In 1972, President Nixon signed into law the proclamation that the third Sunday of June would be designated “Father’s Day”, in honor of fathers across the country. The holiday, 50 years in the making, finally achieved acknowledgement and recognition.
By way of coincidence, that was the same year I was born the bastard son of a man who never acknowledged me. I have never been recognized as his only son. His firstborn, 38 years in the making.
So here’s to you, Clyde Denver Thomas. Fuck you.
For washing your hands of my mother and her child, fuck you.
For not sticking around and working out an amicable visitation arrangement with my mother when you two had a falling out between yourselves, fuck you.
For living in the same town where I was born and never once coming by to at least give a token nod to my existence, fuck you. That knowledge really hurts.
For all those years I had to tell my classmates and friends that I didn’t have a father, only for them to laugh and reply that it was impossible to not have a father, fuck you.
For never being able to celebrate Father’s Day as a son, fuck you. For having no other option but to joke with my mother and give her the Father’s Day calls, fuck you.
For having only a single mother to struggle at giving me more than half of the rearing I needed to make it in life, fuck you. A man’s input was sorely lacking, and no boyfriend or husband of my mother, no uncle, no minister could ever come close to being a suitable replacement for a missing father figure. So for being raised with only half the story, fuck you.
For trying to make nice with my mother and I when the Arkansas Child Support Bureau was on your case, and then closing communications when you started paying a paltry $95 a month; $50 a month for three years was what I actually got until I turned 18 — yeah, you got off easy. Fuck you.
For making my first time to see you face-to-face the awkward moment we accidentally crossed paths at the blood clinic for our court-appointed paternity testing, fuck you.
For poisoning your daughters, my half-sisters, against me, fuck you. Hell, I even went to high school with the eldest, and she wouldn’t even say two words if I talked to her to say “hello”. At least your wife showed a passing interest by picking me up and driving me to school if she saw me walking.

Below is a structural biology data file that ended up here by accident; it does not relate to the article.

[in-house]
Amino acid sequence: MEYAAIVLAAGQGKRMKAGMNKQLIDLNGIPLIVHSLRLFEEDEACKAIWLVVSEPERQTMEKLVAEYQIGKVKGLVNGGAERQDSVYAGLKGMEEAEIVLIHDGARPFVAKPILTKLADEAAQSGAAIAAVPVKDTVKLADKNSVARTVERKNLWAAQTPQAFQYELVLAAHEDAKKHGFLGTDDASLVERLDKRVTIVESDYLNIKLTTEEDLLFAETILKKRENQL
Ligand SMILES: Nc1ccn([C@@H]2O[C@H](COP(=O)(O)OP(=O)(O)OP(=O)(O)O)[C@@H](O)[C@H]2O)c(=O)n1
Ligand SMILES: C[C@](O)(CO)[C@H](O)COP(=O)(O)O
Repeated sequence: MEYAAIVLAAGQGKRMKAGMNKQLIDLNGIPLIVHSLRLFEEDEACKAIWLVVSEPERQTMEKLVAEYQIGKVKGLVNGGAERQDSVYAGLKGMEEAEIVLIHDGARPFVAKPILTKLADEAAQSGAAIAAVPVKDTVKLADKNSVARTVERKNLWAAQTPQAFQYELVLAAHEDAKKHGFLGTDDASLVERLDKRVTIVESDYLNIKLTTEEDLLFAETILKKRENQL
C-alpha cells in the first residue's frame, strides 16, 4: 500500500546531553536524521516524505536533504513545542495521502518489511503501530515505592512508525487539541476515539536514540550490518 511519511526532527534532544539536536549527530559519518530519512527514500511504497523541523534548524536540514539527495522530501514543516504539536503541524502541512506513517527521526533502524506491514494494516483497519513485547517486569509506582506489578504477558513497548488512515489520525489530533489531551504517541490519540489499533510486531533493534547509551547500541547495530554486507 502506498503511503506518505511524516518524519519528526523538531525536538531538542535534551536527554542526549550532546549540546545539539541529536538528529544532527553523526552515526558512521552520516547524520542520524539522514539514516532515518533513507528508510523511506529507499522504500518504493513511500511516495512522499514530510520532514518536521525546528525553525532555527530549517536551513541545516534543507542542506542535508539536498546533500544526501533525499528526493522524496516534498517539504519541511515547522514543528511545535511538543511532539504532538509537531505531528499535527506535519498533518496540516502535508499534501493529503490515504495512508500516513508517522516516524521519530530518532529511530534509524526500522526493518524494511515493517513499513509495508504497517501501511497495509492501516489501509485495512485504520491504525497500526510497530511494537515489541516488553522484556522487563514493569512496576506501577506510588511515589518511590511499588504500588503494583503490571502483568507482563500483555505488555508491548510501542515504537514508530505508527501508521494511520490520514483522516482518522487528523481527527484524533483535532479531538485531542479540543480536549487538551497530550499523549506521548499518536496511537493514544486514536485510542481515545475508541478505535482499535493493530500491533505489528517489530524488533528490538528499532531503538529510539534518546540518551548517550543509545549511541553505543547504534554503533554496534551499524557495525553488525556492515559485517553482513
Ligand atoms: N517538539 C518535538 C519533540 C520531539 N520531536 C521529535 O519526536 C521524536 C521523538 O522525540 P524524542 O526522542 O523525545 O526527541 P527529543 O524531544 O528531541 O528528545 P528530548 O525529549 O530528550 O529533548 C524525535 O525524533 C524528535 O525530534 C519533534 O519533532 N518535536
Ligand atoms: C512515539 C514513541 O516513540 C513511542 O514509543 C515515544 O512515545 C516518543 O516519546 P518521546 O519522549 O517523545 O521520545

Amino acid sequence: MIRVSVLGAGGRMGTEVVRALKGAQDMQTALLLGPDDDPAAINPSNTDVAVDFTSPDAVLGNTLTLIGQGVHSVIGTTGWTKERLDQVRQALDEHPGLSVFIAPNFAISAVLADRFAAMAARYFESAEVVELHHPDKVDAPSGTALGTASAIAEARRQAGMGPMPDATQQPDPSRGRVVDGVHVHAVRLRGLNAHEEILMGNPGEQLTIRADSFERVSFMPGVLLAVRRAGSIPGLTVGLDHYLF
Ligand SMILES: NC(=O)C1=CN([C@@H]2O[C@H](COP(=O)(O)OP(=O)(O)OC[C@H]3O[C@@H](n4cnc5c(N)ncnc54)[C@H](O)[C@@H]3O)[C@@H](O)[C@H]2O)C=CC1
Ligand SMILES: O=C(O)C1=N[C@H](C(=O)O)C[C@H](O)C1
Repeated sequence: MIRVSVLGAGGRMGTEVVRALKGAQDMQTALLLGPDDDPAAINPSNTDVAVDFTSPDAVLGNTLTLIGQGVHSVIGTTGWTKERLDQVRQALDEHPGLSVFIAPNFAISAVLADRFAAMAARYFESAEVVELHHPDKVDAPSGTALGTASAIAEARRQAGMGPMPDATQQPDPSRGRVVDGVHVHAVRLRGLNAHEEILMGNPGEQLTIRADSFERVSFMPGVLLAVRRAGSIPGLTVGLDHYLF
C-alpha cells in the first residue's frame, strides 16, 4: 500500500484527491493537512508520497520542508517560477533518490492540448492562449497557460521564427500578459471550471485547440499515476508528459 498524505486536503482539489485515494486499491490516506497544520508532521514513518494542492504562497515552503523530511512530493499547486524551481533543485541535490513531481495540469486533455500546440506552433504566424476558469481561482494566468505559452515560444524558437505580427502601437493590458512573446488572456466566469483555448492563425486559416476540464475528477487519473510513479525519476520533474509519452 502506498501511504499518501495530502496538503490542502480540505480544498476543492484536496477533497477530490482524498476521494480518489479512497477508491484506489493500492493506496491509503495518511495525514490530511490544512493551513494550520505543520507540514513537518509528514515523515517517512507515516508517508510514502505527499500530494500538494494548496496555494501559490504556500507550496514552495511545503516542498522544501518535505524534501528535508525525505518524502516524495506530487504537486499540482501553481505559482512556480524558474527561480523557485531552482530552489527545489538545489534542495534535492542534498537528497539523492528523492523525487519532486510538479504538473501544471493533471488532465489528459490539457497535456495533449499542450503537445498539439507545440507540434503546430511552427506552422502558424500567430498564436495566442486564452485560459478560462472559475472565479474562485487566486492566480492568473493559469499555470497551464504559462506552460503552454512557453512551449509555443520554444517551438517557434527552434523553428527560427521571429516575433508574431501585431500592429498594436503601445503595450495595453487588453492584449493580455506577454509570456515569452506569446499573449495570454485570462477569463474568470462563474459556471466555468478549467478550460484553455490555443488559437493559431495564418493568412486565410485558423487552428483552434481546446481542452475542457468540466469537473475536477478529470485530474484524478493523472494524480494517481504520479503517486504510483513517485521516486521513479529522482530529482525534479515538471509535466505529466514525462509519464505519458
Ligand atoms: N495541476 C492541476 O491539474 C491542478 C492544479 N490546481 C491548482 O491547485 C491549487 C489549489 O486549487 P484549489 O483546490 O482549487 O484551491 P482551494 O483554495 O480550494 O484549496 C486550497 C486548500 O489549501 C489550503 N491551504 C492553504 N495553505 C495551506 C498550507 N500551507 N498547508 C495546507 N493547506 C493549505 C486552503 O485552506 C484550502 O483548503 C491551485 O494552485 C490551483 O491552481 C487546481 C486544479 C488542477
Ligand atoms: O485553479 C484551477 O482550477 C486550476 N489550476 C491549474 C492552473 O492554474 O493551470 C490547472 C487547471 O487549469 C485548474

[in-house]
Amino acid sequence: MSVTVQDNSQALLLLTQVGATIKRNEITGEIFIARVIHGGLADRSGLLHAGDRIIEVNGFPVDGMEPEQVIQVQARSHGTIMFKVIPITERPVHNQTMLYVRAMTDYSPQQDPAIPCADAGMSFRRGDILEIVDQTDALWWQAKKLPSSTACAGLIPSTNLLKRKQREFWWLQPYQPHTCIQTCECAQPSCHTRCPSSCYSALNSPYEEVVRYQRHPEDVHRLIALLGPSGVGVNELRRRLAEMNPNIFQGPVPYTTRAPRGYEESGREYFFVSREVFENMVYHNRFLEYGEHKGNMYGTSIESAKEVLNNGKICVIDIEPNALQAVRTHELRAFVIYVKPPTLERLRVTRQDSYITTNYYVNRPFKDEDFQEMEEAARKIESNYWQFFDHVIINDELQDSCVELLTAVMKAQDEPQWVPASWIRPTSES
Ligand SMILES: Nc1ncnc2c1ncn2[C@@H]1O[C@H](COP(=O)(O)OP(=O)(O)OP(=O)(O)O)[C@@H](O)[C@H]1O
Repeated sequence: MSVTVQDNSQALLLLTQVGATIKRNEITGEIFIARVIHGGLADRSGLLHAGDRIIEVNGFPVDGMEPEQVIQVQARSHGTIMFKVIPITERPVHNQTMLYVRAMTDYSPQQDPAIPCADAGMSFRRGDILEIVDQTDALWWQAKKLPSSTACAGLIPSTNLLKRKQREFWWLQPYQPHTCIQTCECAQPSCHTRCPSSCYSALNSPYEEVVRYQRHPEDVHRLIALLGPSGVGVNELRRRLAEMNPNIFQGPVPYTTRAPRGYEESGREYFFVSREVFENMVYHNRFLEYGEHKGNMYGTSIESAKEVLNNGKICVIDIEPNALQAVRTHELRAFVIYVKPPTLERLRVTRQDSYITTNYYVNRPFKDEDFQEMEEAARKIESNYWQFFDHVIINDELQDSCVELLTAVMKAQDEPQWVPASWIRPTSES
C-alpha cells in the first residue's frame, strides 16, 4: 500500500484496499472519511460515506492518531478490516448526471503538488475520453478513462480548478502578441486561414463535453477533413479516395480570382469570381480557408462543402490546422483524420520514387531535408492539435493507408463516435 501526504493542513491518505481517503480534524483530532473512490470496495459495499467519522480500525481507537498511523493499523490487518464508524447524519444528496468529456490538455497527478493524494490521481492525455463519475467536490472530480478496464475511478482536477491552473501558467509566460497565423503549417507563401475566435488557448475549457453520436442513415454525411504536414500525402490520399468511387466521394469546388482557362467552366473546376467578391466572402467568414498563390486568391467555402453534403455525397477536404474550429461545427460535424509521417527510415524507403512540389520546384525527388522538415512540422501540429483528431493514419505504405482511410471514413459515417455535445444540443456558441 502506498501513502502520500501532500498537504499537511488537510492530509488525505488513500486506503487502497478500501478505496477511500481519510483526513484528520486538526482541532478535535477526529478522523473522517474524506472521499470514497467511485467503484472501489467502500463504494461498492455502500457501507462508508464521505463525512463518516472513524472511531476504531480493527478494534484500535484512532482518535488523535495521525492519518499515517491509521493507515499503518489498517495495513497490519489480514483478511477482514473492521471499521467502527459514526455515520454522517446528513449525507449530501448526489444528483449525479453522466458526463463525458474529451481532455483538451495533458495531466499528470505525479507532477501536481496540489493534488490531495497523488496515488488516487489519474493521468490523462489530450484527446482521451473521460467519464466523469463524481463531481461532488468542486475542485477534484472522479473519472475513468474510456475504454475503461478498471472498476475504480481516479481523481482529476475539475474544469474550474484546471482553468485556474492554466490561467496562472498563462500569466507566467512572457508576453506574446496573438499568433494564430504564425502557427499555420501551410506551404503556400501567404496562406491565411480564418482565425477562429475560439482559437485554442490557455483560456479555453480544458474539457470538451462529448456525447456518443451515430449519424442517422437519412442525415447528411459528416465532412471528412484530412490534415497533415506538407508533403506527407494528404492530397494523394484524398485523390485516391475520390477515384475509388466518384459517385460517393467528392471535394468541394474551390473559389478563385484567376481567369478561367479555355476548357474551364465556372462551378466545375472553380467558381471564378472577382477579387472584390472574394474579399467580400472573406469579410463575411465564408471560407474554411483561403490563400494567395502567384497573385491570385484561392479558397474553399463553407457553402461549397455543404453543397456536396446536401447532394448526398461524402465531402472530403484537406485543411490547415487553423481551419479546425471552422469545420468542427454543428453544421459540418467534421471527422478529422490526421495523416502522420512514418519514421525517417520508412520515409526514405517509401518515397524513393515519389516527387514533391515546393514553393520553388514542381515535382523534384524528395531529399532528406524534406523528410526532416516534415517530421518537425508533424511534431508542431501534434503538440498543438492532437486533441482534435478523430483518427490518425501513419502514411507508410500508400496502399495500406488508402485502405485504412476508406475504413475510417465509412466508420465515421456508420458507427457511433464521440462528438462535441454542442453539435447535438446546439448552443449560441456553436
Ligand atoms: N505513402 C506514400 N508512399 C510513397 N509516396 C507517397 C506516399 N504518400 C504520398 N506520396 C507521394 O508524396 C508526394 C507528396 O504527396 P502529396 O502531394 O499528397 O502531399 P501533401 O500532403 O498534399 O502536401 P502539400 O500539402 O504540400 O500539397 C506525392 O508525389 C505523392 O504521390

You, Mr. Thomas, are a sorry excuse for a father. If you’re not a father to all of your offspring, you are not a good father.
I have been carrying this anger my whole life, you see, just as you’ve been in hiding for all it. I am the ghost of your past, the skeleton in your closet, the eyes in the shadow of your life. I wonder how many of those people in Texarkana who hold you up as a fine, upstanding pillar of the community know that you have an illegitimate son with a woman who is not your wife. Do you think about that? Do you think about me? Do you feel a pinch in your gut every Father’s Day when the thought passes that somewhere out there is your only son? Or have you grown numb? Have you seared off that part of you that feels it?
I am your shame. I am your disgrace. For making me feel that my entire life, fuck you.
His loss…not yours…
I can’t tell you many times i’ve thought those same words on Matthew’s behalf, while his father ‘serves the community’. I have worked through to a point of forgiveness, but not acceptance. Ever.
I’m sorry for your hurt, Matthew’s hurt, and the hurt of all the fatherless children.
It’s a sad commentary, indeed.
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